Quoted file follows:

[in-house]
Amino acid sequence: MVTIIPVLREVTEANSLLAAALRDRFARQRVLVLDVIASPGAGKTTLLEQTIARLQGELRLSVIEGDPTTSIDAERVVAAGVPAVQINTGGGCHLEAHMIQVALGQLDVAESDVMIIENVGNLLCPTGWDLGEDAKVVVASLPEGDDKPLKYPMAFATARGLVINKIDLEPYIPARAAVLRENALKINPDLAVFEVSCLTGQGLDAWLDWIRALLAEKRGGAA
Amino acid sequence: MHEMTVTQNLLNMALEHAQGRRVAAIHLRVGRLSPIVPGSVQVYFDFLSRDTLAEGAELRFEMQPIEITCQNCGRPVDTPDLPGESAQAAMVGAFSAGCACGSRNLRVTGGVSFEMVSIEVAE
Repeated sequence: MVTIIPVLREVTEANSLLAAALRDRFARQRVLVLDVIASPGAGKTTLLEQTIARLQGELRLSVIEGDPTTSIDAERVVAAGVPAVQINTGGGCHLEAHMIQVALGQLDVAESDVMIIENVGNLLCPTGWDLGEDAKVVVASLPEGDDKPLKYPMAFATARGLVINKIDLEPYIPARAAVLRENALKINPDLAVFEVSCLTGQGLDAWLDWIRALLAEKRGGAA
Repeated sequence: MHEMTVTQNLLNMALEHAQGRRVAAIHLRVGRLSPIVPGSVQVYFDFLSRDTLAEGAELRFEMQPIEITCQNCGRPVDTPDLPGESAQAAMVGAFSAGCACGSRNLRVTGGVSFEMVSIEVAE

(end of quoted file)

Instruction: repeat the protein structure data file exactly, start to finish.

[in-house]
Amino acid sequence: MVTIIPVLREVTEANSLLAAALRDRFARQRVLVLDVIASPGAGKTTLLEQTIARLQGELRLSVIEGDPTTSIDAERVVAAGVPAVQINTGGGCHLEAHMIQVALGQLDVAESDVMIIENVGNLLCPTGWDLGEDAKVVVASLPEGDDKPLKYPMAFATARGLVINKIDLEPYIPARAAVLRENALKINPDLAVFEVSCLTGQGLDAWLDWIRALLAEKRGGAA
Amino acid sequence: MHEMTVTQNLLNMALEHAQGRRVAAIHLRVGRLSPIVPGSVQVYFDFLSRDTLAEGAELRFEMQPIEITCQNCGRPVDTPDLPGESAQAAMVGAFSAGCACGSRNLRVTGGVSFEMVSIEVAE
Repeated sequence: MVTIIPVLREVTEANSLLAAALRDRFARQRVLVLDVIASPGAGKTTLLEQTIARLQGELRLSVIEGDPTTSIDAERVVAAGVPAVQINTGGGCHLEAHMIQVALGQLDVAESDVMIIENVGNLLCPTGWDLGEDAKVVVASLPEGDDKPLKYPMAFATARGLVINKIDLEPYIPARAAVLRENALKINPDLAVFEVSCLTGQGLDAWLDWIRALLAEKRGGAA
Repeated sequence: MHEMTVTQNLLNMALEHAQGRRVAAIHLRVGRLSPIVPGSVQVYFDFLSRDTLAEGAELRFEMQPIEITCQNCGRPVDTPDLPGESAQAAMVGAFSAGCACGSRNLRVTGGVSFEMVSIEVAE